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Rise in Anti-semitism in Italy Prompts Warning from Leaders by Ruth E. Gruber

July 17, 1990
See Original Daily Bulletin From This Date

Italy’s highest political leaders have issued a stern warning against the rise of anti-Semitism and have voiced strong support for measures aimed at combatting it.

“A black thread runs through Europe,” Nilde Jotti, president of the Chamber of Deputies, told a conference on anti-Semitism in Italy and Europe last Thursday night.

“It is the trace of racial hatred against the Jews, which we believed was extinct but which instead we once again find has come to the fore,” she said.

Jotti was among a panel of senior government officials and Christian and Jewish leaders who took part in the conference, which was organized by the Italian chapter of the International Association of Jewish Lawyers and held in a meeting hall of the Parliament building.

Other speakers included Giovanni Spadolini, president of the Senate; Justice Minister Giuliano Vassalli; Elio Toaff, the chief rabbi of Rome; and Monsignor Pietro Rosano, rector of Lateran Pontifical University.

President Francesco Cossiga, who lent his personal support to the conference, was among the numerous other politicians, jurists and representatives of other fields who attended.

“It was an extremely successful initiative. I didn’t imagine the response would be so great,” Rome lawyer Oreste Bisazza Terracini, the meeting’s organizer, said in a subsequent interview.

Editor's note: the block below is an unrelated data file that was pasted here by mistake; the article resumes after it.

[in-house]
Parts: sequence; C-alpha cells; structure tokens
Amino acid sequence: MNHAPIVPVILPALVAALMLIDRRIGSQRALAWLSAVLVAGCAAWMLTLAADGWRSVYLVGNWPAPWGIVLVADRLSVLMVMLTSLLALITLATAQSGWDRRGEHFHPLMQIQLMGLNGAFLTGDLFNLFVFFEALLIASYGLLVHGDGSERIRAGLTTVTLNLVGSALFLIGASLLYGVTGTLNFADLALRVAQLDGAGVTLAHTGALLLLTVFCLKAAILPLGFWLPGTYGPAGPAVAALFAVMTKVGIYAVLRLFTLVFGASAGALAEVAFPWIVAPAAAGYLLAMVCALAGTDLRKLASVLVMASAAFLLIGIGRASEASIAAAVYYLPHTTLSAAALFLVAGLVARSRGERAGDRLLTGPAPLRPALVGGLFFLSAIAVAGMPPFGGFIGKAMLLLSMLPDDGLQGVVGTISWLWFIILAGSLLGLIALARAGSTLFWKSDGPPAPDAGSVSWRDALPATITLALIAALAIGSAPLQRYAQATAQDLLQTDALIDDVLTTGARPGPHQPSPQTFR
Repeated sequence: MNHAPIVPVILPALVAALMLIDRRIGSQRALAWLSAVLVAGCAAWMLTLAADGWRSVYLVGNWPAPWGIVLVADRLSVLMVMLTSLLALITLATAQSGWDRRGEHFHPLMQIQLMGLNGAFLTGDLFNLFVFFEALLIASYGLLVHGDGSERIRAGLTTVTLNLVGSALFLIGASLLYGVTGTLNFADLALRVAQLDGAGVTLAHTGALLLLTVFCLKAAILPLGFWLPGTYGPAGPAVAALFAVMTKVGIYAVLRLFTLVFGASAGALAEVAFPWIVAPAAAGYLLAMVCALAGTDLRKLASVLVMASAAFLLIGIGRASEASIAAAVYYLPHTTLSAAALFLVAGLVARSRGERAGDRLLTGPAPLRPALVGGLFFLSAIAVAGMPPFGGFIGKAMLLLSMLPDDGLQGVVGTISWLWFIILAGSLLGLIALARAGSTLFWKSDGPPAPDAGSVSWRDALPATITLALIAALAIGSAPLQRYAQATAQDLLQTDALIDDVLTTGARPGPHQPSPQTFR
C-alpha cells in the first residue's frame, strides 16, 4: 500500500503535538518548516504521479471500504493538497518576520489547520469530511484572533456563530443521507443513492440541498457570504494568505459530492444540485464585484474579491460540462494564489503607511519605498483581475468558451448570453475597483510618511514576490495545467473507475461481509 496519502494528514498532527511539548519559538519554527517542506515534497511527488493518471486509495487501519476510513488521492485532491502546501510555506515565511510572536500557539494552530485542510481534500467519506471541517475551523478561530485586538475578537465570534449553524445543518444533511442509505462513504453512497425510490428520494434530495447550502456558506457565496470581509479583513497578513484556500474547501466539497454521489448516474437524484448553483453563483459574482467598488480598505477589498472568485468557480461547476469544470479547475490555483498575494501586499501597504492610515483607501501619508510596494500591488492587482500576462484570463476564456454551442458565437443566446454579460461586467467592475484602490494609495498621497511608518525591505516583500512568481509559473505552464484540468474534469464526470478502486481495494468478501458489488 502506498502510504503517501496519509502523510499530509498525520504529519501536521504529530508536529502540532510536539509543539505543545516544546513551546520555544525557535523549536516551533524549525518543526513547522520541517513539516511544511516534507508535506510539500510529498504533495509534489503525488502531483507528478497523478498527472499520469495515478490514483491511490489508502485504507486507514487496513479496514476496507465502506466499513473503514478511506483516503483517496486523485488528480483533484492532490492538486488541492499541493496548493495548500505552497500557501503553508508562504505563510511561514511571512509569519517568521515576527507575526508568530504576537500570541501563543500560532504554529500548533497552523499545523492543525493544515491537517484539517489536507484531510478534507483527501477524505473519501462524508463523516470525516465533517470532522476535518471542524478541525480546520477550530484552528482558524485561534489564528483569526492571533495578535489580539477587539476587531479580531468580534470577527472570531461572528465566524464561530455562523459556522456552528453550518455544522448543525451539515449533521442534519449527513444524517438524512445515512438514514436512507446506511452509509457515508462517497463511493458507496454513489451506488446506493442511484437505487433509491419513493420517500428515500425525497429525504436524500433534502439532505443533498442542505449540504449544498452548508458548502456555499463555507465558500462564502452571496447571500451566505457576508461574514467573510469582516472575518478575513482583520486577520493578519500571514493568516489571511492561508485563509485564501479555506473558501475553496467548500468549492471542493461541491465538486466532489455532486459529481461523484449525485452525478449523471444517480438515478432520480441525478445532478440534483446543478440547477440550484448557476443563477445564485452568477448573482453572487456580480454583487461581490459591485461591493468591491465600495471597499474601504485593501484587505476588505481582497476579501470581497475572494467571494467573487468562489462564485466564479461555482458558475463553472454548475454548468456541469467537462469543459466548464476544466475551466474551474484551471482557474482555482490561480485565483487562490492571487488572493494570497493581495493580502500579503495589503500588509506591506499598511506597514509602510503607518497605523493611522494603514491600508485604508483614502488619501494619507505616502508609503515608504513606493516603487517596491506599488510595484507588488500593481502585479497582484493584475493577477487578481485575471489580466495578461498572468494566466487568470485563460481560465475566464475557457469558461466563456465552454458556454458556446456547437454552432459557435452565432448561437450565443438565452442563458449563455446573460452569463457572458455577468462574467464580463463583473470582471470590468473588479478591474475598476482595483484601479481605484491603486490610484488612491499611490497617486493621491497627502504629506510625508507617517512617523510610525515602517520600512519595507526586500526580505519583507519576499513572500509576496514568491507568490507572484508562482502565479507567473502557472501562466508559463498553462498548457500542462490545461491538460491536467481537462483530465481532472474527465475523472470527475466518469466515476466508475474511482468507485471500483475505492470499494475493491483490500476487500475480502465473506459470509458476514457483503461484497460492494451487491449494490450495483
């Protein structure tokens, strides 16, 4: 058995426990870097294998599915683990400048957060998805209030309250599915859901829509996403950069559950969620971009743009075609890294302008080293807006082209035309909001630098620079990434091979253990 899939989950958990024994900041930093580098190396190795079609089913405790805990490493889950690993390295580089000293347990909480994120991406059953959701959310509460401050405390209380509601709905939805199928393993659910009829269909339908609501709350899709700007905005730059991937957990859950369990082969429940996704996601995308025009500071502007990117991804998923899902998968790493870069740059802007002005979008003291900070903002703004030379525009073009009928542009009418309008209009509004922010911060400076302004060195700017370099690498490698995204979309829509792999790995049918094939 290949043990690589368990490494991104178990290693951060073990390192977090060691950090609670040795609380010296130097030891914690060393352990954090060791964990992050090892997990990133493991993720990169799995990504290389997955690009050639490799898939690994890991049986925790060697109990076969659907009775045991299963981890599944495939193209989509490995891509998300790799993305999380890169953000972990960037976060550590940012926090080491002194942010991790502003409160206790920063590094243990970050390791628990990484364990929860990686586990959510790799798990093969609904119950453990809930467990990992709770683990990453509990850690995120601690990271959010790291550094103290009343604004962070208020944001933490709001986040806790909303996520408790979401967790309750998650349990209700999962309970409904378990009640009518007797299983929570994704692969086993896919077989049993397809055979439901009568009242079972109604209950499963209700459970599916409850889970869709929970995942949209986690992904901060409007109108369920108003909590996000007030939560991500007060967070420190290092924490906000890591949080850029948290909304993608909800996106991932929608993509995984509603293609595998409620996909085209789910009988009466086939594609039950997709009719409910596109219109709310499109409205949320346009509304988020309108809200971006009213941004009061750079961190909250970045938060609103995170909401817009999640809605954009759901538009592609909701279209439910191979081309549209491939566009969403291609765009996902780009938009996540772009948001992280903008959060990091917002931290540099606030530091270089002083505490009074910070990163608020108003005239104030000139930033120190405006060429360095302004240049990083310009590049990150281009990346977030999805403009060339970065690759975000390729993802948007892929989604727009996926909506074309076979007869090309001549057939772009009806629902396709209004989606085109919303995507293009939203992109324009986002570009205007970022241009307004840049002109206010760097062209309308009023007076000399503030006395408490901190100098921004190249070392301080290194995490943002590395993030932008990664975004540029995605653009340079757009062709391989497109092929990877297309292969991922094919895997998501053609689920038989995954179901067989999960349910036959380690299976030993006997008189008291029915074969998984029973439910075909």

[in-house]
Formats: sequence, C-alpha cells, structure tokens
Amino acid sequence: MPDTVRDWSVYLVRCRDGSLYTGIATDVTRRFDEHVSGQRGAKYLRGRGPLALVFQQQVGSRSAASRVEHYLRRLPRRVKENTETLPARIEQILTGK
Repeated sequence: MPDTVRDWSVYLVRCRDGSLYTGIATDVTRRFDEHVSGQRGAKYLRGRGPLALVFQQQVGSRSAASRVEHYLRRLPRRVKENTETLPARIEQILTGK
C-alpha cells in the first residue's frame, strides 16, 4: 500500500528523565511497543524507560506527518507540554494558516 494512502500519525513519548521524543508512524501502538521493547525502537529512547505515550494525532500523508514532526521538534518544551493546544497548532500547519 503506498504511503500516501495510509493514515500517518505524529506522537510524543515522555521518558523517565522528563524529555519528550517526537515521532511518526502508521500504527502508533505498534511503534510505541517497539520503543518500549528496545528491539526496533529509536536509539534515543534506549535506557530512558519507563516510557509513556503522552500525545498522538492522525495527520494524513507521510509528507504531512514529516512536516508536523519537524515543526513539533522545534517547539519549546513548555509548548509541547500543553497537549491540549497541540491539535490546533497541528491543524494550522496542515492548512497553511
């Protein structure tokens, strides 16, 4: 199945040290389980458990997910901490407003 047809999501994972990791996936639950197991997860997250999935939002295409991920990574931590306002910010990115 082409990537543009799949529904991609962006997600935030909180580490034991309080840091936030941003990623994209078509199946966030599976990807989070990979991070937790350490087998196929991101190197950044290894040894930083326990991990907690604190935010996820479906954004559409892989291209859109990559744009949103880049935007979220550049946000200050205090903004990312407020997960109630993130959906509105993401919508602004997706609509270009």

Terracini, president of the Rome branch of the International Association of Jewish Lawyers, said he began working on such a meeting in the wake of the May 10 desecration of the Jewish cemetery in Carpentras, France. He said he found immediate support from Cossiga and others.

“The response to our initiative by the highest leaders of the state comforts us and prompts us to believe” that attention will be paid to “carrying out concrete measures in the sphere of information and education” to combat anti-Semitism, Terracini said in his opening address.

He then enumerated the roots of anti-Semitism in three sources: Catholic teachings prior to the reforms of the Second Vatican Council 25 years ago; secular racist laws throughout Europe and enforced segregation of Jews that gave rise to pogroms; and ultimately the Holocaust.


Terracini also spoke of more recent causes coming from the Middle East, in .which anti-Zionism has become synonymous with anti-Semitism. There was a proliferation of anti-Semitic graffiti and remarks following the outbreak of the intifada in December 1987.

This last development, he said, has impinged on parts of Italy’s political left, “which until not long ago .was almost totally free of anti-Jewish prejudice.”

Vassalli, the minister of justice, emphasized that the Jewish community “formed part of the Italian nation,” noting that Israel’s policy toward the Palestinian uprising “and the harshness of military occupation” contributed toward creation of “an alibi of positions of diffidence and distance with regard to the Jews.”

Jotti, herself a veteran Community Party leader, said; “The presence of Cossiga and the highest state authorities at this meeting has great significance: It shows that for the democratic Republic of Italy, anti-Semitism is not a problem of the Jews but a problem of all our citizens, of all their political representatives and institutions.”

Toaff proposed that the Education Ministry and the Jewish community form a joint commission to improve textbooks and even to promote special lessons on Jews in the schools.

The chief rabbi said a commission of experts was already examining Italian school texts, in which “Jews arc referred to rather little, in many cases in a way that is factious and tendentious.

“In this way, school assumes a serious responsibility toward students, giving them incomplete notions, which can often generate hostility toward the Jewish people,” Toaff said.

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